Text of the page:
Should pot be legal? Let states decide that question, not the federal government

Attorney General Jeff Sessions has rescinded an Obama administration policy that blocked U.S. attorneys from prosecuting marijuana cases in states where the drug is legal. He announced Thursday that he is instead leaving it up to federal prosecutors to use their discretion in determining whether to enforce the federal law banning the sale and use of the drug.

It’s not clear what the full effect of this new policy will be. But it suggests the Justice Department may be planning to strongly enforce federal drug laws against the budding marijuana industry.

Regardless of one’s views on marijuana, or drug use in general, this is an unfortunate move by the federal government. There are many issues which, by their nature, are federal issues. Punishment for drug use is not. In general, states should be allowed to police themselves.

America is an experiment in federalism, and the states represent 50 laboratories where we can try out different laws and lifestyles. It’s a chance for citizens to vote their preferences without forcing other states to go along. It’s a chance to see what works and what doesn’t.

And, hopefully, if something does work, it’s a chance for the idea to spread.

For decades now there has been a movement to decriminalize marijuana. In recent years, it’s picked up steam, and there seems to be a general shift in public views on cannabis. Attorney General Sessions may not agree with this shift, but he should at least recognize it represents the beliefs of his fellow citizens.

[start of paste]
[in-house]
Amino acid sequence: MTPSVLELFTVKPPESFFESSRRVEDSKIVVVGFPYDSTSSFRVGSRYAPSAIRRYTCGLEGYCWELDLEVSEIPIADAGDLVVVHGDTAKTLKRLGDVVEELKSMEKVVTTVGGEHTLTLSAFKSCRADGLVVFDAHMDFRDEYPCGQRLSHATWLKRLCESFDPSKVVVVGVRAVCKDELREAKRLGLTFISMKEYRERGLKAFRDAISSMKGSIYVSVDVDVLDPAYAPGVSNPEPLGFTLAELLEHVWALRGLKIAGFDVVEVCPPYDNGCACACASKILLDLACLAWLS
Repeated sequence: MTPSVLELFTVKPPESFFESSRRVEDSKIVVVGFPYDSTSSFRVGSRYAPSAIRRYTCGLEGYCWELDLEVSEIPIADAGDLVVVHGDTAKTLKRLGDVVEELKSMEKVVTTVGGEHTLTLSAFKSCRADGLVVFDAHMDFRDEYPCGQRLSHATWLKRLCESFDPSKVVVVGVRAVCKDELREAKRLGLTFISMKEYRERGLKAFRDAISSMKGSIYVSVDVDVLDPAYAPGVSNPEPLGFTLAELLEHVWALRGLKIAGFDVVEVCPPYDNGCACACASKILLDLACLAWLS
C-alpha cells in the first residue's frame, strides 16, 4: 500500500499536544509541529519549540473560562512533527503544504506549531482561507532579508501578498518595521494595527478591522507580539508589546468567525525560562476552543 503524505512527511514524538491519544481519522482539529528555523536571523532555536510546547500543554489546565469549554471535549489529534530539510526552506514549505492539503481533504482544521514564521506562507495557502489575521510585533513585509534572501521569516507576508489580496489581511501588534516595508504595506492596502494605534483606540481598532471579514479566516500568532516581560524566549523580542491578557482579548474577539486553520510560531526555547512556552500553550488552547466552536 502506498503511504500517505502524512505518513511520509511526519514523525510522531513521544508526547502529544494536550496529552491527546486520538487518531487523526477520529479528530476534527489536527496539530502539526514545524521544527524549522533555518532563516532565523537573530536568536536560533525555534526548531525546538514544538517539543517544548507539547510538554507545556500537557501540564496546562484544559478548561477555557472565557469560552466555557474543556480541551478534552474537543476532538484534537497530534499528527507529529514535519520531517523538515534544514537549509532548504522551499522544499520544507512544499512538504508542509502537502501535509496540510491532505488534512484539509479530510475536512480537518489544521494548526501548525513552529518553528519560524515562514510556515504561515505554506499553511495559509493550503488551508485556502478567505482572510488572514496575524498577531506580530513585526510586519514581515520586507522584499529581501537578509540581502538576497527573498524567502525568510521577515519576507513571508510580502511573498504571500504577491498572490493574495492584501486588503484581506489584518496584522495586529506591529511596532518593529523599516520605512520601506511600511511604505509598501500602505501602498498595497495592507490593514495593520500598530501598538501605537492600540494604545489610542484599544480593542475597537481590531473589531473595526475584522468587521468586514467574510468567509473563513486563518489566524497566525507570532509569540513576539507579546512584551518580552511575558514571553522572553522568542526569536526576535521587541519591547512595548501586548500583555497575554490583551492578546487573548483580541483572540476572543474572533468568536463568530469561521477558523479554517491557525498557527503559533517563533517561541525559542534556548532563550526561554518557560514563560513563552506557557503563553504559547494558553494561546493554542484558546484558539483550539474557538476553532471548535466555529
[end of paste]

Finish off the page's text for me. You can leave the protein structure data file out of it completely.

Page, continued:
Washington, D.C., and eight states – Alaska, California, Colorado, Maine, Massachusetts, Nevada, Oregon and Washington – have legalized recreational marijuana. Another 29 states allow for its medical use. These numbers seem likely to increase.

The people have spoken. They should not be overruled by the Justice Department. As Republican Sen. Cory Gardner of Colorado put it, Sessions’ decision “has trampled on the will of the voters.”

Gardner went further, noting that President Trump has said legalization should be up to the states. Gardner also said that before he “voted to confirm Attorney General Sessions, he assured me that marijuana would not be a priority for this administration.”

In general, both President Trump and Sessions have seemed to be on the side of states’ rights. Reversing the Obama administration policy against prosecutions suggests that stance is more a matter of convenience.

I don’t smoke marijuana and don’t recommend others do. But I’ve had friends who use it, and I believe it should be their decision. The idea that such people might be up on federal charges is dismaying.

It’s not as if the Justice Department lacks for things to do. There are many urgent issues it needs to deal with – border problems, terrorism, and civil rights, to name a few.

So it’s sad to see the department fighting the tide of public sentiment and the will of citizens over what should be a state decision. It isn’t worthy of the department.

Perhaps legalizing marijuana is a horrible idea. Maybe the states will regret what they’ve done. But if they do, let them change their ways based on the voters’ preferences, not the preferences of the U.S. attorney general.